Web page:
Page Type Page Type: Mountain/Rock
Location Lat/Lon: 40.47160°N / 105.9093°W
Additional Information Elevation: 12493 ft / 3808 m
Sign the Climber's Log


Mount Mahler resides at the north end of the Never Summer Range. It is one of the magnificent peaks (along with Mount Richthofen, Static Peak, and Nokhu Crags) that ring Lake Agnes. The summit can be reached via many different routes. Mahler's east ridge (the one that connects it with Mount Richthofen) provides a challenging class 4 route over steep and sometimes loose terrain. Mahler's north face provides a relatively easy and monotonous class 2 slog up a long talus slope. The ridge that extends from the summit of Mahler south also looks climbable (though it may approach Mahler’s east ridge in difficulty). Climbing Point 11,960 along with Mount Mahler would make an excellent loop hike. To do this, descend Mount Mahler to the west down the ridge. Follow the ridge as it curves north to the summit of Point 11,960. From Point 11,960 you can descend north to the trailhead.

Route Overview

Route Overview
East Ridge - A long scramble up talus and boulder fields to the Mahler-Richthofen saddle. From there scramble up the class 4, loose ridge to the summit.
North Face - From Lake Agnes ascend up to the unnamed lake below Mount Mahler. Circle the lake to the west side and then ascend the long, class 2, talus slope to the summit.
West Ridge via Point 11,960 - A class two scramble from the top of Mount Mahler along the long ridge to Point 11,960. Then descend the northern slopes to the trailhead.

Getting There

Most climbers will access Mount Mahler from the Lake Agnes trailhead inside Colorado State Forest. From Interstate 25, take the Fort Collins exit for Highway 14, also denoted as a Colorado Scenic Byway. Proceed west on 14 through town, following the signs, which is not complicated. At "Ted's Place," is the junction with Highway 287. Measure from this point, although the signage along the highway is very clear. It is 62 miles to the turn off for Lake Agnes and American Lakes. This turn off is 2 miles west from the top of Cameron Pass. This left turn is well marked. Once you've dropped into the valley, you'll need to stop at a fee station. See the RED TAPE section. Proceed up the road, staying right. The road is steep and a little rough in places but most vehicles can make this road in dry conditions. There are restroom facilities at the trailhead.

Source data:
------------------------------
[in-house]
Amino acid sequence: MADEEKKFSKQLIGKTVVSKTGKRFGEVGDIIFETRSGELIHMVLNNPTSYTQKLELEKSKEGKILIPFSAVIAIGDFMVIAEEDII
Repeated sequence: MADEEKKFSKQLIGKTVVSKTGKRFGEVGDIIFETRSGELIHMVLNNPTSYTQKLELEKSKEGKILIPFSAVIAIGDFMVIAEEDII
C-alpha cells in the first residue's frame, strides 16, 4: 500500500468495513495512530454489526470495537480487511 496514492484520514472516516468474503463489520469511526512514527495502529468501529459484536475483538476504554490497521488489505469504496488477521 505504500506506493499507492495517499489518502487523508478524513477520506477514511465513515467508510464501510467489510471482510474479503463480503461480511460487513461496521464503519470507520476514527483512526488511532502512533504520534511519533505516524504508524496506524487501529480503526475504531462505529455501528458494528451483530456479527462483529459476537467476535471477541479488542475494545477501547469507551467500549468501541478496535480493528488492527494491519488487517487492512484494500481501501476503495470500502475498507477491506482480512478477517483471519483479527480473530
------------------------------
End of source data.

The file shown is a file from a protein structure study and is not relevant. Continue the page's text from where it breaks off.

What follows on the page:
Red Tape

Although located on the border between RMNP and Never Summer Wilderness most climbers will approach through Colorado State Forest. Day use fees for Colorado State Forest are $5.00 per vehicle. No camping is allowed in the Lake Agnes area. Lake Agnes looks like good fishing but there is a two-trout limit.

For more information concerning Colorado's State Forest and other state parks visit their website: Colorado State Forest

Never Summer Wilderness is pretty much regulation-free (besides leave-no-trace wilderness ethics) but RMNP has many regulations if you plan to camp in the park or access Mount Mahler from a trailhead inside the park.

When To Climb

To avoid large amounts of snow Mount Mahler is best climbed during the summer months. The road to Lake Agnes is also closed in winter. If you plan to access the trailhead in early spring or late fall it might be a good idea to call Colorado State Forest to make sure it's open.

For the latest conditions contact Route National Forest.

The weather forecast for Gould (the nearest town) is given below:


Camping is not allowed in the Lake Agnes area. However there is a campground just down the road inside Colorado State Forest. Camping in Never Summer Wilderness is allowed anywhere but please use "leave no trace" wilderness ethics.

Contact Routt National Forest

USDA Forest Service
Medicine Bow-Routt National Forests
2468 Jackson Street
Laramie, WY 82070

Contact Colorado State Forest

Colorado State Forest State Park
2746 County Road 41
Walden, Colorado 80480
PHONE: (970)-723-8366

External Links

  • Naming Mount Mahler
    "The story of how Mt. Mahler got its name goes back several decades to 1968..."



Children refers to the set of objects that logically fall under a given object. For example, the Aconcagua mountain page is a child of the 'Aconcagua Group' and the 'Seven Summits.' The Aconcagua mountain itself has many routes, photos, and trip reports as children.